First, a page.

Supermoon Mania

LatestForecasts for Sunday and Monday evenings are currently for clear skies on PEI. This is good if you want to get out and see the “supermoon”.

Why both evenings?

It is because the Moon actually reaches perigee (it’s closest point to Earth) at  7:24AM AST on November 14. It also reaches it’s “peak full phase” at 1352 UTC or 9:52 AM AST on the fourteenth.

However, the moon will look plenty full and bright all night long on both November 13 and 14 – as it rises in the east around sunset, climbs highest up around midnight, and then sets in the west at or near sunrise.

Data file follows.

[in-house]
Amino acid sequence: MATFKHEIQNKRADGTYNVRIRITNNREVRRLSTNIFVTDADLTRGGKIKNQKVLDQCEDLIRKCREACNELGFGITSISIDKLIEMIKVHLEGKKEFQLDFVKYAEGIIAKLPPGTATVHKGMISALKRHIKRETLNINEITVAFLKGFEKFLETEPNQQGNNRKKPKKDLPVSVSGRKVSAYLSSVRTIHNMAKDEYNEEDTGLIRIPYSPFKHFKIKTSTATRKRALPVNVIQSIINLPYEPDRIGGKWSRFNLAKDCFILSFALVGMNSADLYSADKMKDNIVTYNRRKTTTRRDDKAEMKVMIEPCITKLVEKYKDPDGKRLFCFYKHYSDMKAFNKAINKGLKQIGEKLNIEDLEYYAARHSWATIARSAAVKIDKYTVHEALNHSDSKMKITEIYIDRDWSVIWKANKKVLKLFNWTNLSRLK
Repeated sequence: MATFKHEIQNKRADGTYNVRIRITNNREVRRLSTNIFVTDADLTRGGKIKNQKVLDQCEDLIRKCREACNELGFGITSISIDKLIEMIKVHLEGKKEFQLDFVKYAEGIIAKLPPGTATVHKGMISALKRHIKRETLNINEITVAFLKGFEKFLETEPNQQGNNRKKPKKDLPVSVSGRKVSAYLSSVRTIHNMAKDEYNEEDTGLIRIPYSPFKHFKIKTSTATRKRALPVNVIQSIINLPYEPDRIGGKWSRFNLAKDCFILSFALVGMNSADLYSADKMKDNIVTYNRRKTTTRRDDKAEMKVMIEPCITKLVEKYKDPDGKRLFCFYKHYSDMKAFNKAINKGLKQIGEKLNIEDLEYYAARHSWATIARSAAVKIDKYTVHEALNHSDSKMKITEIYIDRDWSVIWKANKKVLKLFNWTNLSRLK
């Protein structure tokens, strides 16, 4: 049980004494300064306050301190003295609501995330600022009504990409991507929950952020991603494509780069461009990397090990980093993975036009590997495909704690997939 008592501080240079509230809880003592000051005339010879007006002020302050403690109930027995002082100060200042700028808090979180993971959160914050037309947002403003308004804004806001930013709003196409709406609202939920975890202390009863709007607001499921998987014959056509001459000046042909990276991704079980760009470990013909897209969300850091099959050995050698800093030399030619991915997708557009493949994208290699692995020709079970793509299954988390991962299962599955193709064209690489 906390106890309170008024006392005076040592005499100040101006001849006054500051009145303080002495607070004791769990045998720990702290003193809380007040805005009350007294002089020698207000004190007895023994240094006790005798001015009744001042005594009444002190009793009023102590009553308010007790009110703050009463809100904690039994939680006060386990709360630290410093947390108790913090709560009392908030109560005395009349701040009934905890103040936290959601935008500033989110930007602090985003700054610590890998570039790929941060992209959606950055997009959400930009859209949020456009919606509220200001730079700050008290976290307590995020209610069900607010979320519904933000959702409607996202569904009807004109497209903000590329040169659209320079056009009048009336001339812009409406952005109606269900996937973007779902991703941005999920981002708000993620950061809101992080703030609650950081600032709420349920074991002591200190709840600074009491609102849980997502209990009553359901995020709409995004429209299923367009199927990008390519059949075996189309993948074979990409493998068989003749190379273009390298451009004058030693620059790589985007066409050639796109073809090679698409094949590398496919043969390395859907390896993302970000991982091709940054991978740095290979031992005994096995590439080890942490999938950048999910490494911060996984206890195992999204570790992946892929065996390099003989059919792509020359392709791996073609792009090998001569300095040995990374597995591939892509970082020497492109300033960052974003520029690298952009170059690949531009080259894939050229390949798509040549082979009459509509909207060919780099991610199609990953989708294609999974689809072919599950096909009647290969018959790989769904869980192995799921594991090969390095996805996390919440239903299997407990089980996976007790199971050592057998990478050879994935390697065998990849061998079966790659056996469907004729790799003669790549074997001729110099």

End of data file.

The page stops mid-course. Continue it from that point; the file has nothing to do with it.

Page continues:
In fact, by 8:29PM AST on the evening of the thirteenth, the Moon will be 100% percent of full and will remain so for approximately 26 hours.

As moonrise occurs on the thirteenth will be at 4:34PM and at 5:16PM on the fourteenth, we basically have two evenings to see the “supermoon”.

Good luck seeing the difference in size however as the 14% difference is negligible to the naked eye. 

A comparison of the Moon at perigee (its closest to Earth, at left) and at apogee (its farthest from us). The change in distance makes the full Moon look 14% larger at perigee than at apogee. and nearly 30% larger in area. Credit: Sky and Telescope, Laurent Laveder

 

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